Yes, of course, there is a workaround. It is akin to leasing a car. Imagine if you will that you would be launching a taxi service – do you lease your cars? buy them? or build them? Conventional wisdom would say, lease, then buy and then build. The very same analogy applied to the money […]
It is not easy. Meaning, you need to have adequate finances for it. To operate a crypto exchange in the United States, you would need a Money Transmitter License in each state (including the BitLicense in New York). This would legally allow you to operate an exchange in the United States. There may be SEC […]
What regulations would a peer to peer money transfer platform face (TransferWise model but without an intermediary)? The platform does not touch money. It allows peers to find matching, opposing transactions and conduct the money exchange themselves.
If a State or Federal regulator cannot find an exact way to pin this marketplace down, then they go after intent. Barring the problem the marketplace will face with respect to trust, etc. let us look at the intent. The intent will clearly how that without the market place, the transaction cannot take place. How […]
Is a bitcoin wallet like blockchain.info is a money transmitter as they are sending the transaction on your behalf. Also, that goes for any wallet company based in the USA. Is this true?
The answer is, it depends. In the case of Blockchain.info they are not classified as an MSB, because they do not have access to your funds. In their legal description they claim: 5.1.1 The Wallet is provided to you exclusively by Blockchain Luxembourg S.A. At no point will Blockchain ever take custody or control over […]
If I receive money on behalf of another person to make a purchase online for them, am I a money transmitter? I am in the US receiving dollars to make purchase online on behalf of a person living outside of the US.
This comes under the Agent of Payee exemption and as such, IIRC only 12 or 13 US States recognize this exemption. Other States don’t provide an exemption, so you need a money transmitter licenses for those states.
Do I need a money transmitter license if I receive money on behalf of a person in another country (e.g., Ghana)? I make a pay out to this person in Ghana at the end of every month. This arrangement prevents excessive microtransaction fees.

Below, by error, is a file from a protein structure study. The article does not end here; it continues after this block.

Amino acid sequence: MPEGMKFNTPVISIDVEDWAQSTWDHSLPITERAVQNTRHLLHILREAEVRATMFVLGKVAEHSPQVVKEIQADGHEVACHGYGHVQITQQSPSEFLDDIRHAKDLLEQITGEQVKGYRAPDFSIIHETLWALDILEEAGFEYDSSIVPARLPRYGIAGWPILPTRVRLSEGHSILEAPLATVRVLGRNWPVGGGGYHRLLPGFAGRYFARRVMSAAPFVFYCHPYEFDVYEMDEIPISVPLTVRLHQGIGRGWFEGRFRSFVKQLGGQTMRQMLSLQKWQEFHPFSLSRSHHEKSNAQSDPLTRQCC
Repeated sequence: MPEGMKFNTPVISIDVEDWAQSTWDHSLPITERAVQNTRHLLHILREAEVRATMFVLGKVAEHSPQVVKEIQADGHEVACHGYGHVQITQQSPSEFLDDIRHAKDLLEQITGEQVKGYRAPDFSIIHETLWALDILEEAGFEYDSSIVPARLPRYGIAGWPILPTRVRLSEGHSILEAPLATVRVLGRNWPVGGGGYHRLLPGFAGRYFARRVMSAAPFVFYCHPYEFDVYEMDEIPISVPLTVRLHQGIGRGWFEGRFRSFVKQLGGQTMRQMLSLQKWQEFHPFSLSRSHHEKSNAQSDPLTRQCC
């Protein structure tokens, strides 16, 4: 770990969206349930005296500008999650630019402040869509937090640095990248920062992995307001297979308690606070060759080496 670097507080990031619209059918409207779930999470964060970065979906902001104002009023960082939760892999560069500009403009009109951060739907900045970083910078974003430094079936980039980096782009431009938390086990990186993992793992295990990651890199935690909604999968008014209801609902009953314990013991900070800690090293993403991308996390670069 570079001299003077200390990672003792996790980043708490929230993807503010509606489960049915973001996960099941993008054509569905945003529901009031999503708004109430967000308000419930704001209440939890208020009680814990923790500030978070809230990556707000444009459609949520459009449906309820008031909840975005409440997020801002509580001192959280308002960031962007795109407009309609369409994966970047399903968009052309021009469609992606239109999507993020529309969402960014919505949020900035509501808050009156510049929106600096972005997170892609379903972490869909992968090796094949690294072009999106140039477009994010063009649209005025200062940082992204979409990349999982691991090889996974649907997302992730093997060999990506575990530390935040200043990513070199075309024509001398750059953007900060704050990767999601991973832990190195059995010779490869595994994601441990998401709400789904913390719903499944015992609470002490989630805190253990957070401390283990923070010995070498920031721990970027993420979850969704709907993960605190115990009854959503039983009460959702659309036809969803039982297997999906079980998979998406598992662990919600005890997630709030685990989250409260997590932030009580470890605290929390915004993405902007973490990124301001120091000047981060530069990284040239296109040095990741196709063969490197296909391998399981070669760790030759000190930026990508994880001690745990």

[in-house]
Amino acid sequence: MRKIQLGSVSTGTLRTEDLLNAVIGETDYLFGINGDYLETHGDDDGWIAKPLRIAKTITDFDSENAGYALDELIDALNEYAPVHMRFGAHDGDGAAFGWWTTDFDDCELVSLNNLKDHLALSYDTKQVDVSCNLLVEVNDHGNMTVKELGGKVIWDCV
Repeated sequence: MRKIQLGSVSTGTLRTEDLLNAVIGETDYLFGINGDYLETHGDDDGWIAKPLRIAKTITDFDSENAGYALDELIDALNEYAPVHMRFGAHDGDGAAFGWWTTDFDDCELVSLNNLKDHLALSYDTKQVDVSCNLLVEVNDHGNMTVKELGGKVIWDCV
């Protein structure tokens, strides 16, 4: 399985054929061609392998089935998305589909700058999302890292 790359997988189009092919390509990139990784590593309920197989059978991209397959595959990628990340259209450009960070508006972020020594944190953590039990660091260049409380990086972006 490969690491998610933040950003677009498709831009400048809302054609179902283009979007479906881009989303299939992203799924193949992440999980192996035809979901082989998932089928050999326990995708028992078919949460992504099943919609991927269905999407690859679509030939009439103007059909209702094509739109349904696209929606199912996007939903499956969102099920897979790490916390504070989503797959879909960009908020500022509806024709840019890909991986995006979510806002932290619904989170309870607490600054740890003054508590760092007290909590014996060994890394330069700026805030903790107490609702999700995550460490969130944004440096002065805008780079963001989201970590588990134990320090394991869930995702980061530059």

This makes you an intermediary, when you cited on behalf of a person, implies you are neither the owner of the transaction, nor the recipient and hence this makes you an intermediary, and where ever you go, in most countries this would classify you as a money transfer business and thus require you to get licensed.
Are you considered a money transmitter if your end users sends you their private keys to send funds on their behalf?
It depends. Typically as a money transmitter, you are neither the owner of the transaction nor the beneficiary. You are acting as an intermediary. Whether the funds are pushed to you, or the funds are pulled by you, via authorization, the fact remains the same, you are acting as an intermediary to execute the transaction. […]
Is Ripple a money transmitter under the FinCEN regulation? Do they have a money transmitter license?
In 2015, FinCEN fined Ripple for acting as a money transmitter and also violating various sections of the BSA (Bank Secrecy Act). WASHINGTON, DC – The Financial Crimes Enforcement Network (FinCEN), working in coordination with the U.S. Attorney’s Office for the Northern District of California (USAO-NDCA), assessed a $700,000 civil money penalty today against Ripple Labs Inc. and […]
Are payroll service providers considered to be money transmitters/money service businesses? And if not, why?
Originally, payroll companies did not need to be licensed. That is how the bulk of them operated. 100s of companies processed funds on behalf of their customers and no money transmitter licenses were required of them. However, if we look at the flow of funds, if funds are processed through them, then yes, they are […]
Would it be legal in the US for a business to effectively create their own currency in which all of their products must be bought? Anyone who wanted to buy anything would exchange the USD to the store currency. There would be no exchange fee.
Yes. This would be legal, but then again, IANAL (I am not a lawyer). If you replace the word ‘currency’ here with the word ‘store-credits’ or ‘loyalty-points’ the whole scenario doesn’t look so bad after all. The condition here would be that the issuer of this currency, i.e. you, can issue the currency (as much […]